The only detail left is the pair of 1" heater clamps w/suction cups to attach the tumbler to the side of the tank, and maybe an airline clamp/suction cup too.

Here are some pictures to help:

Here's the tumbler with the parts exploded. From top to bottom are 1) Petco Undergravel Filter rigid plastic tube with grommet, 2) Mesh, 3) Airlift tubing 6" section, 4) Airpump Diaphram, 5) Rigid ariline 1" section, and 6) Flexible airline tubing:

[mg]http://www.etslabs.com/images/JWelsh/Cardinal%20Egg%20Tumbler%20Exploded.JPG[/img]

Here's the same thing assembled:

[mg]http://www.etslabs.com/images/JWelsh/Cardinal%20Egg%20Tumbler%20Assembled.JPG[/img]

This is the flared end of the ariline tubing in the reducing adapter before snugging it into place:

[mg]http://www.etslabs.com/images/JWelsh/Tumbler%20Flared%20Tube%20End.JPG[/img]

And the Gardena valve:

[mg]http://www.etslabs.com/images/JWelsh/Gardena%20Valve.JPG[/img]

I'll let you all know how well it works once I have an egg mass to tumble!

Jim
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Re: My version of Witt's tumbler

Postby lance » Tue Dec 08, 2009 1:47 am

look's good Jim

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Re: My version of Witt's tumbler

Postby BaboonScience » Tue Dec 08, 2009 1:51 am

That looks good and simple to construct.
I am interested in seeing it in operation!
Good work!
John
"The exact contrary of what is generally believed is often the truth" Jean De La Bruyère (1645-1696)
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Re: My version of Witt's tumbler

Postby JimWelsh » Tue Dec 08, 2009 2:26 am

Thanks, guys! I was excited about it seeming easier to construct than Witt's original plan. I'll keep you posted.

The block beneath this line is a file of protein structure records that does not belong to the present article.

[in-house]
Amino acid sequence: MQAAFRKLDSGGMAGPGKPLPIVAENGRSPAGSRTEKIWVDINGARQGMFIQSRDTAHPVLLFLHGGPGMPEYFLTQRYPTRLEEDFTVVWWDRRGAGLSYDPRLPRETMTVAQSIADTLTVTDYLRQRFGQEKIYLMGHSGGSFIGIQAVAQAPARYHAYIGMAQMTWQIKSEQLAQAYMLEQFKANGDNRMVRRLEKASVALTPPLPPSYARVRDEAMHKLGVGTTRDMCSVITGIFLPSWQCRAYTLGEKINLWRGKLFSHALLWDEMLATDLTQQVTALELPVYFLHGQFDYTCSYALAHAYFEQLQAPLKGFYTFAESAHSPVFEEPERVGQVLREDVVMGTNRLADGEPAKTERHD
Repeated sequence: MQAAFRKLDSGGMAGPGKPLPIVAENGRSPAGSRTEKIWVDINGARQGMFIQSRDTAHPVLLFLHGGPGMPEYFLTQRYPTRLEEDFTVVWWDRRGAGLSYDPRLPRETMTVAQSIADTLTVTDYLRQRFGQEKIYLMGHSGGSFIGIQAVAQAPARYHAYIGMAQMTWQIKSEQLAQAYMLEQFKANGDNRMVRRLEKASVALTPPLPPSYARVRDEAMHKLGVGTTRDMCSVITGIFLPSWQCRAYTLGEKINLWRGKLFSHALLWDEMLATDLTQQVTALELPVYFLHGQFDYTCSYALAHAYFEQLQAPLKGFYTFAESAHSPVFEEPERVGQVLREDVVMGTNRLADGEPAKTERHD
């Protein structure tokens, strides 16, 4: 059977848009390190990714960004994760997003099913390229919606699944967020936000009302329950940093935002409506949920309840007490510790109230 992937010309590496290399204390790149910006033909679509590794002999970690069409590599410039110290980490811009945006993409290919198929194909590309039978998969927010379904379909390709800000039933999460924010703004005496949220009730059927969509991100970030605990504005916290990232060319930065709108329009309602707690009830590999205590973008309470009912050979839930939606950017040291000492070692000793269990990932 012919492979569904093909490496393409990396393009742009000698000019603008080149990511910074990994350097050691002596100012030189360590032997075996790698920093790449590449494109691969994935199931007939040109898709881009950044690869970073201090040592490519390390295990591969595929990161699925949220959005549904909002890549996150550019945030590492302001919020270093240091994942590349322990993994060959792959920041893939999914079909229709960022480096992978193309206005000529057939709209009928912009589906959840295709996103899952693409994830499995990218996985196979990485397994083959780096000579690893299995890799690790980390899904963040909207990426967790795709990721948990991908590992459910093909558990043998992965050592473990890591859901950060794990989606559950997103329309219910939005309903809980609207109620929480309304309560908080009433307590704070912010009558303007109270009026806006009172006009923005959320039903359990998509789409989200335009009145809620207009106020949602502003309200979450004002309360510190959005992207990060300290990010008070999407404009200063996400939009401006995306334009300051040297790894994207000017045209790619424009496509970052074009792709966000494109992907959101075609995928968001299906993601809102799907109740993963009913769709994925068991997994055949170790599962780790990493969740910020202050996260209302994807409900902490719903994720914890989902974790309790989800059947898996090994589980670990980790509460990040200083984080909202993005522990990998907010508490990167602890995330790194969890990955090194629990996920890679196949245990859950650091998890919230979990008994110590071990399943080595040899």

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Re: My version of Witt's tumbler

Postby JimWelsh » Tue Dec 08, 2009 1:19 pm

Well, I'm going to have to wait to try it out. Looks like Dad ate the eggs on Day 4. :roll:
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Re: My version of Witt's tumbler

Postby JimWelsh » Tue Dec 22, 2009 12:51 am

This is now Day 5 of Dad's new clutch of eggs. I finally get to try out my tumbler! I got it all set up in a larval rearing tank. I have no BRT yet. I do have most of the parts, but still need to put it together. At any rate, I have a setup with two, 10 gallon tanks one above the other on a simple commercial pressed wood stand. The top 10 gal is drilled to accept a bulkhead, and has a 1" PVC standpipe covered with a sponge and some netting. The bottom tank serves as the sump, and has a heater and a small powerhead that feeds a 1/2" return line back to the top tank.

First thing I did was replace the Nitex mesh (dumb idea -- too fine) with material from you basic commercial pet store fish net.